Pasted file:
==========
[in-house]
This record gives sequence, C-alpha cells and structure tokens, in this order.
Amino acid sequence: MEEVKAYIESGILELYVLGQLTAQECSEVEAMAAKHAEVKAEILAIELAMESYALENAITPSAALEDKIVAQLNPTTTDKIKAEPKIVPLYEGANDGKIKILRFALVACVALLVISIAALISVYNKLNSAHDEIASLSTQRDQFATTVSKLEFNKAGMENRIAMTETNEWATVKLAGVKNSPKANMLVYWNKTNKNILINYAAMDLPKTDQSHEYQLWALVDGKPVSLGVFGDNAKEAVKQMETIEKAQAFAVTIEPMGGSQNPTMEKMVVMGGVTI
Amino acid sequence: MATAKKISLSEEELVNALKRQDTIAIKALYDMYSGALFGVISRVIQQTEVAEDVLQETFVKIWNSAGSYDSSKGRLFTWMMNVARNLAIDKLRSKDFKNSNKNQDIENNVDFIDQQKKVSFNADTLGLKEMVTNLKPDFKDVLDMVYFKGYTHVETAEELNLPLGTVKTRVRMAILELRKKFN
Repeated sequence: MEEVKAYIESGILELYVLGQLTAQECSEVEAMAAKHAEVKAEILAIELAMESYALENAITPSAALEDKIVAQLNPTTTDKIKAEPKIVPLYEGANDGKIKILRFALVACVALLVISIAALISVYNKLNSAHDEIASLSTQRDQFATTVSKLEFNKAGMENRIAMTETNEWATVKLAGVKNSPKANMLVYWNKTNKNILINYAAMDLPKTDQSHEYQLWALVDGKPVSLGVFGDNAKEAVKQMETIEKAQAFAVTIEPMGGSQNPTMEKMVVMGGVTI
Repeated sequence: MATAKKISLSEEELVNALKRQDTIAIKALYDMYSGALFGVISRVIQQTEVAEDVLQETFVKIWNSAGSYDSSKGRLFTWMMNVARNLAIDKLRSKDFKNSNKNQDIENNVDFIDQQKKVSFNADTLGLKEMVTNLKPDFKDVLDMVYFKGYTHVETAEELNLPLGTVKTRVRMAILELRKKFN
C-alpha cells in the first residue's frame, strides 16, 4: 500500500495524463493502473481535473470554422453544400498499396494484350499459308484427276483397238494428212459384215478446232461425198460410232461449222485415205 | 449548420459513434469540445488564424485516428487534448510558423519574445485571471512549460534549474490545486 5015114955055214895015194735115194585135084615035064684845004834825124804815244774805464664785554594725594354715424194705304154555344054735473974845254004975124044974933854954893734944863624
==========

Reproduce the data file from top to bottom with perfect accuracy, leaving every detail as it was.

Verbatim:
[in-house]
This record gives sequence, C-alpha cells and structure tokens, in this order.
Amino acid sequence: MEEVKAYIESGILELYVLGQLTAQECSEVEAMAAKHAEVKAEILAIELAMESYALENAITPSAALEDKIVAQLNPTTTDKIKAEPKIVPLYEGANDGKIKILRFALVACVALLVISIAALISVYNKLNSAHDEIASLSTQRDQFATTVSKLEFNKAGMENRIAMTETNEWATVKLAGVKNSPKANMLVYWNKTNKNILINYAAMDLPKTDQSHEYQLWALVDGKPVSLGVFGDNAKEAVKQMETIEKAQAFAVTIEPMGGSQNPTMEKMVVMGGVTI
Amino acid sequence: MATAKKISLSEEELVNALKRQDTIAIKALYDMYSGALFGVISRVIQQTEVAEDVLQETFVKIWNSAGSYDSSKGRLFTWMMNVARNLAIDKLRSKDFKNSNKNQDIENNVDFIDQQKKVSFNADTLGLKEMVTNLKPDFKDVLDMVYFKGYTHVETAEELNLPLGTVKTRVRMAILELRKKFN
Repeated sequence: MEEVKAYIESGILELYVLGQLTAQECSEVEAMAAKHAEVKAEILAIELAMESYALENAITPSAALEDKIVAQLNPTTTDKIKAEPKIVPLYEGANDGKIKILRFALVACVALLVISIAALISVYNKLNSAHDEIASLSTQRDQFATTVSKLEFNKAGMENRIAMTETNEWATVKLAGVKNSPKANMLVYWNKTNKNILINYAAMDLPKTDQSHEYQLWALVDGKPVSLGVFGDNAKEAVKQMETIEKAQAFAVTIEPMGGSQNPTMEKMVVMGGVTI
Repeated sequence: MATAKKISLSEEELVNALKRQDTIAIKALYDMYSGALFGVISRVIQQTEVAEDVLQETFVKIWNSAGSYDSSKGRLFTWMMNVARNLAIDKLRSKDFKNSNKNQDIENNVDFIDQQKKVSFNADTLGLKEMVTNLKPDFKDVLDMVYFKGYTHVETAEELNLPLGTVKTRVRMAILELRKKFN
C-alpha cells in the first residue's frame, strides 16, 4: 500500500495524463493502473481535473470554422453544400498499396494484350499459308484427276483397238494428212459384215478446232461425198460410232461449222485415205 | 449548420459513434469540445488564424485516428487534448510558423519574445485571471512549460534549474490545486 5015114955055214895015194735115194585135084615035064684845004834825124804815244774805464664785554594725594354715424194705304154555344054735473974845254004975124044974933854954893734944863624